In addition, the Green Hydrogen Catapult, an initiative by seven
green hydrogen industry leaders Yara, Iberdole, Orsted, Acwa Power,
CWP renewables, Snam and Envision, aims to deliver 25 gigawatt of green hydrogen electrolyzer capacity by 2025 at 2$/kg.
Their long-term goal is to align the production and use of green hydrogen with a trajectory that displaces fossil fuels at a rate consistent with achieving net zero global emissions by 2050. With a green hydrogen price of $2/kg, the price of green ammonia would be roughly double that of heavy fuel oil.
Unlocking green hydrogen
To reach the right quantity and price of green hydrogen, several other
actions are needed to boost zero-emission fuels by 2030, the coalition believes.
For example, large scale system demonstrations are needed to showcase feasibility and draw conclusions. Freight purchasers can also give important demand signals by committing to use zero emission fuels where available at a certain premium.
“The need for a rapid deployment of capital and low cost long-term investments requires institutional investors and IMO regulation in line with Paris targets focusing both on operational efficiency measures and on incentives to adopt zero-emission fuels,” the Getting to Zero Coalition said.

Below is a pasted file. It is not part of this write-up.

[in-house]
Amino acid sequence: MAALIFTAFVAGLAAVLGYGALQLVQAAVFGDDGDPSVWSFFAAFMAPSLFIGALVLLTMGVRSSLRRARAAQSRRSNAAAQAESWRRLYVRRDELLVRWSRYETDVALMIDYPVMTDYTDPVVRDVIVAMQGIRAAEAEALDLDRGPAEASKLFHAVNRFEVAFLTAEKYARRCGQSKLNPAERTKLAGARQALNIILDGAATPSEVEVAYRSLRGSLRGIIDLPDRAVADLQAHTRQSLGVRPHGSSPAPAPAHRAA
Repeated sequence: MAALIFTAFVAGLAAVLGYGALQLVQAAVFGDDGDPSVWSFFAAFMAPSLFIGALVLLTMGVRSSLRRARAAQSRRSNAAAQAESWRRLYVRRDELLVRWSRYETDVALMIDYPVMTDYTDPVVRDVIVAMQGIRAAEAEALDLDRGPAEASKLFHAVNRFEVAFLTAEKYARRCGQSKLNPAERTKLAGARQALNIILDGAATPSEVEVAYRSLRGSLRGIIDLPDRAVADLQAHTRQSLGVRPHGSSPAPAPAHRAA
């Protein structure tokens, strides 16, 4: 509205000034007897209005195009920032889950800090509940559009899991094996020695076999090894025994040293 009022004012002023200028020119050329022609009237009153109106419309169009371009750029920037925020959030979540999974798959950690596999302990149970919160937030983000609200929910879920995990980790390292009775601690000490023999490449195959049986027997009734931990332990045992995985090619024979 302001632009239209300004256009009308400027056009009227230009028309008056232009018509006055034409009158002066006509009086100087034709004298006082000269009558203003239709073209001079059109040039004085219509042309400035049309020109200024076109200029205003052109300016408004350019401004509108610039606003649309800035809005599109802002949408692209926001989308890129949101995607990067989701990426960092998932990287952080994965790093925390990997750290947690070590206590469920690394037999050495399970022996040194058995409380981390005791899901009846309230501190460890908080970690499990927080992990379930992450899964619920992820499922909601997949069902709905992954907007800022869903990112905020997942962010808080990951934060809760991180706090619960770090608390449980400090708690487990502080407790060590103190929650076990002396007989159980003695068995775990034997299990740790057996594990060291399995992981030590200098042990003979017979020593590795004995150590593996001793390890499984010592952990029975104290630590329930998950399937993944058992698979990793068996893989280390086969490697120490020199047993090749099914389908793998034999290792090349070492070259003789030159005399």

“In conclusion, a quantified target for zero-emission fuel adoption
by 2030 would help mobilize action from industry stakeholders.”
The coalition insists that to enable decarbonization of international shipping by 2050 (1.5C aligned), zero-emission fuels will need to account for approximately 5 percent of the fuel mix by 2030.
“Even if the target is a 50% absolute reduction by 2050, this still requires rapid growth of zero carbon fuel use in the 2030s, which requires a similarly small initial use by 2030,” the coalition concludes.
“Achieving this is feasible on all counts – with regards to fuel supply,
vessel technology, port infrastructure, safety, demand, government
commitment and finance.”